Penn State Basketball

Penn State women’s basketball notebook: Waldner lone senior on young Lady Lions squad

Tori Waldner answers questions during Penn State’s media day on Monday at the Bryce Jordan Center.
Tori Waldner answers questions during Penn State’s media day on Monday at the Bryce Jordan Center. CDT photo

When you look at the Penn State roster, Tori Waldner’s name is easy to pick out.

When you look for seniors, she’s it.

When you look for returning starters, she’s flying solo there, too.

And how about leading scorers, rebounders and blocked shots? Yeah, she’s on top of those, too.

And there’s another thing you can’t find on the stat sheet — leadership.

The 6-foot-5 forward/center inherits that mantle with the graduation of four seniors.

“My leadership role has grown,” said Waldner at the team’s annual Media Day on Monday. “I have more on my shoulders because I lost the four others. Other than that, it’s really me communicating. If they know what I’m doing then they can figure out what they need to do.”

Her teammates say the Georgia native is doing a good job on and off the court.

“Tori is awesome,” center Candice Agee said. “Tori is one of those very encouraging leaders. She’s that leader that makes sure we stay poised when we hit adversity. ... She’s more like a big sister, but a big sister by like six years. She just wants the best for you.”

Waldner is also looking out for herself. She wants to increase the 4.8 points and 5.6 rebounds she had per game.

“We lost most of our stats,” said Waldner of the graduated players. “We have to score across the board, including me. And not just scoring, rebounds and how you stop people.”

Penn State coach Coquese Washington expects Waldner to thrive.

“She’s pretty confident in what she can do,” Washington said. “She’s expanded her game a little bit, scoring in some different ways in the paint and outside of the paint.”

Peyton’s place

After a season of Big Ten basketball, Peyton Whitted knew she needed to make some changes over the summer, not only in her game.

So she packed on 15 pounds of muscle to ready herself for her sophomore season.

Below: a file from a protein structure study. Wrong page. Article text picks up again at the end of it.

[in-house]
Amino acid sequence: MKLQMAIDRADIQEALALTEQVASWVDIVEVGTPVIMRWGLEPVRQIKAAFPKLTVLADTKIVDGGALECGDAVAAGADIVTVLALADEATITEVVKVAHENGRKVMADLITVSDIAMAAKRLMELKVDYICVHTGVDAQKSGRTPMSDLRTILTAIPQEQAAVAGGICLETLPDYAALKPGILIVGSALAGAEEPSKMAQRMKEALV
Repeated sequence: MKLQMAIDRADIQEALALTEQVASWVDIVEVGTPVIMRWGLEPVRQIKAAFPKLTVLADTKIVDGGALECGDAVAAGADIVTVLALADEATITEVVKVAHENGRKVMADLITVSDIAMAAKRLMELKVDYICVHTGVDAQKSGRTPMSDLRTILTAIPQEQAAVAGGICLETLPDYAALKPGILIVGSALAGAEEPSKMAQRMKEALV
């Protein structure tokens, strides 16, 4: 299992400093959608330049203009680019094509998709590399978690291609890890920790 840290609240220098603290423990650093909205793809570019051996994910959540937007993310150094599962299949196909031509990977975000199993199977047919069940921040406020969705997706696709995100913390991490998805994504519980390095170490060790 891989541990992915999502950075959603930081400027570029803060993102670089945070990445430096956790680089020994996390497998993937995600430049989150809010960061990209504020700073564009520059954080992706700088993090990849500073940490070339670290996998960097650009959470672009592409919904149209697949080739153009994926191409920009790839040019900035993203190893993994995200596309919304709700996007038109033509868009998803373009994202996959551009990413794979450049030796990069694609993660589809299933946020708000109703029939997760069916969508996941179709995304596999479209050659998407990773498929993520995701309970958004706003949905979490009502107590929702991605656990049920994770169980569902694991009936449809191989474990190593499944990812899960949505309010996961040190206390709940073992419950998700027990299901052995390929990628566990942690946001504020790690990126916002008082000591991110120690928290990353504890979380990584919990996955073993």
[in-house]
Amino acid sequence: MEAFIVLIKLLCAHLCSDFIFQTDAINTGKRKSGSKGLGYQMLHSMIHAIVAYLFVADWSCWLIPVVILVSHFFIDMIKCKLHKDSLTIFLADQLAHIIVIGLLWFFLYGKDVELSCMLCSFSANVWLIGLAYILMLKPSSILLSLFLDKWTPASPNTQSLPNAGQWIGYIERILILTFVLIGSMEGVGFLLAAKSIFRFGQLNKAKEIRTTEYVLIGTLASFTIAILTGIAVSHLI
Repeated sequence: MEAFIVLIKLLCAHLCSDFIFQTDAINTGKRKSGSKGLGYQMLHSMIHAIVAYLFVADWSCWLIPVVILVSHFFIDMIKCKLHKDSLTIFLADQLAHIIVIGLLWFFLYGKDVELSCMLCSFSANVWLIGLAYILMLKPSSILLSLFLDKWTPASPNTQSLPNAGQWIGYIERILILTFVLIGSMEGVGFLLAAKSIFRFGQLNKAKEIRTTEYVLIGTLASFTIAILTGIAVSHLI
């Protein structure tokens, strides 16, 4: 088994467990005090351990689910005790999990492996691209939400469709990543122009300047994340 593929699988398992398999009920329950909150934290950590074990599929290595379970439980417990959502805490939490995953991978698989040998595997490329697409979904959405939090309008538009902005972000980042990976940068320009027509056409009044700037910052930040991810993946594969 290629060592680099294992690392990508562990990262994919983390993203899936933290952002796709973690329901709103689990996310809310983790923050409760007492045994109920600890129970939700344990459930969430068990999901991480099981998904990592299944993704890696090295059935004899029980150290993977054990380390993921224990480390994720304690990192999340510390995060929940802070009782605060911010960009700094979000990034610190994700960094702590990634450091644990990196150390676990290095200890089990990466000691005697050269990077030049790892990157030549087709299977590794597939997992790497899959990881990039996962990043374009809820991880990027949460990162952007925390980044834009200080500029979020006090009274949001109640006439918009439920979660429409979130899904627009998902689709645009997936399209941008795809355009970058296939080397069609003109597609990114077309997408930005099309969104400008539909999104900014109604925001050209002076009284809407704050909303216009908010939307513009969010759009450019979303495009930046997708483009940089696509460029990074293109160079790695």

“The banging last year was kind of eye-opening,” the 6-foot-3 Whitted said of the physical Big Ten play. “I was like, ‘Okay, these girls are really strong and they’re big.’ I had to really think about that. I was like, ‘Okay am I going to sit here and let it happen again this year or get in the weight room and get stronger so this won’t happen.’ We added Maryland and Rutgers who are two really strong and athletic teams.”

Whitted, who had her moments last season, is looking to improve her 2.9 scoring average.

“I worked on the three-point shot, on the move and off the dribble — not much standing still and shooting which was what I did last year — and shooting when I was tired,” Whitted said. “A lot of times last year I shot when I was tired and I did not make a lot.”

“Peyton Whitted has looked really good offensively,” Washington said.

Whitted points to her summer work for success.

“Last year, I was an impact player off the bench,” she said. “This year I have to show up every game and be an impact on both sides of the floor. I took the summer to focus on getting stronger on all areas that I had weaknesses in. This summer was very important to me to have a great year this year.”

Another new face

Washington said she has been impressed by Dominique Brooks, who is a transfer from Trinity Valley Community College in Texas.

The 6-foot-4 junior gives the Lady Lions needed help in the post.

“She’s been a very pleasant surprise in practice because she’s picked up things really well,” Washington said. “She runs the floor well and she’s a pretty good defender and rebounder. And, she’s a great screener. She sets the best screens.”

New kids on block

Washington says she welcomes Maryland and Rutgers to the Big Ten this season, even though the two teams will make it more difficult to win the regular-season title.

Maryland, which won the NCAA title in 2006, advanced to the Final Four last season. Brenda Frese’s squad went 28-7 in its last season in the ACC.

Rutgers, an NCAA runner-up in 2007, won the WNIT crown. Hall of Famer C. Vivian Stringer’s team is coming off a 28-9 season.

“I’m excited about Maryland and Rutgers joining the conference,” Washington said. “It makes the conference more competitive. Competition makes teams better. ... It’s going to make for exciting basketball and an exciting conference race. It’s two more teams that play different styles, but have been highly successful.”

Washington believes Lady Lion fans will benefit geographically, too.

“I think its great for our fans because now we have a couple of East Coast rivalries that I’m sure we will develop,” she said. “Our fans can travel to a few more games. We play Maryland and Rutgers both home and away. I think that’s a great addition for Penn State, in particular for our fans.”

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